One of the big changes in the new economy is the reinvention of newspapers.
On Friday, it hit this newsroom head on. It was the last day of The Christian Science Monitor as a daily publication. We're beefing up our online presence and starting a weekly magazine. Farewell, daily print.
So to mark the occasion, I burned my press pass.
What's the story?
Why burn a press pass?
Because in the new world of journalism, anyone can gather facts and publish them. That means my journalism colleagues and I are no longer gatekeepers, we're just professionals vying with a lot of other people who (I hope) want to get the facts straight and their analysis right.
Something else is afoot here in the journalism world beyond the end of 100 years of daily print at the Monitor. It hit home for me this week when my colleague Jimmy Orr looked into blogosphere speculation that President Obama, in writing to Jacques Chirac, mistakenly thought he was the current French president rather than the former one.
Eight minutes of research into French press accounts revealed that that interpretation was all wrong. The president was responding to Chirac, nothing more. Nevertheless, Jimmy’s blog debunking that nonstory got 13 times the online traffic that our piece on the Asian trade slump got, even though it came out on the same day.
No one could argue what was the more important story. The postwar prosperity of Asia – by far, the most populous part of the world – has been hugely dependent on exports. If trade is slumping there, think of the implications. No comparison with the Obama non-gaffe.
In the old journalism world, stories were carefully researched before being published. In the blogosphere, anything goes. Anyone can start a news conversation.
What gets published may be true. Or half true. Or bogus.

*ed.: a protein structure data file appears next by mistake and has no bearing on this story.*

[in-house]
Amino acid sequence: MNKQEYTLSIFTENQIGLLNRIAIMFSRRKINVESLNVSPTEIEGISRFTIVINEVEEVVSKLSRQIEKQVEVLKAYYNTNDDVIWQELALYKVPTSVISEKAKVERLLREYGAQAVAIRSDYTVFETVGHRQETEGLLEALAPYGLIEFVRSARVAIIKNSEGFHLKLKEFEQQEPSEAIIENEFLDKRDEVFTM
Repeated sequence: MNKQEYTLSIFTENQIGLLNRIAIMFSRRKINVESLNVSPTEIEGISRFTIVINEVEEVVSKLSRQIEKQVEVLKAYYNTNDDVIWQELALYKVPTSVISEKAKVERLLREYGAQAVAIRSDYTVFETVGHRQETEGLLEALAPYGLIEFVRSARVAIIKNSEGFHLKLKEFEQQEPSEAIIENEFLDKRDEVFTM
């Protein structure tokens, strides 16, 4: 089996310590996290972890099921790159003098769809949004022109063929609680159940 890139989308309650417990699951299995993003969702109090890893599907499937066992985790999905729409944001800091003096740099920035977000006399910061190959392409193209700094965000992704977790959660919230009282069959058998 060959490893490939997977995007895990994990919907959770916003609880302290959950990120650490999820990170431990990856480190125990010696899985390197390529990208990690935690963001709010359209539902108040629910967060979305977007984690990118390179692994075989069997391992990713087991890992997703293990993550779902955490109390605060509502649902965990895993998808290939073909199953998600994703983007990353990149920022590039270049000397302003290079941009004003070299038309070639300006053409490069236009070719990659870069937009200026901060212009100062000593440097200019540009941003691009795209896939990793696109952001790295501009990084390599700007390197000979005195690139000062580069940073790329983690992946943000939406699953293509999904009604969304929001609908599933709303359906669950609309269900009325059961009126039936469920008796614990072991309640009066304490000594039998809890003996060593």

But here's the important difference: On the Internet, half-truths and falsehoods can be rapidly corrected. Alert surfers, citizen journalists, and truth squad sites like Snopes.com are out there watching what is said. The Internet is a rumor mill. But it is democratic and self-correcting.
The press and public have always interacted and influenced each other, but the scale of power now seems to be tipping toward the public.
That's why I burned my press creds. I want to be a part of that new dynamic.
A charred symbol
Sure, burning a press pass is only symbolic. I still have the backing of my news organization and its name recognition, which gives me big advantages in getting access to key sources. If I need it, I can always get another press pass. But maybe the next press pass should be conferred more democratically.
Forgive me for falling back on my French ancestry, but "Nous sommes tous journalistes, maintenant."
Next time you want to know what's happening in the world economy, drop by our website. Check out the content and comment below with a yea or nay on whether we deserve that press pass. Or Twitter us with an @reply.
We'll tally up the votes and report back. Or you can.
We're all in this together now. We're all journalists.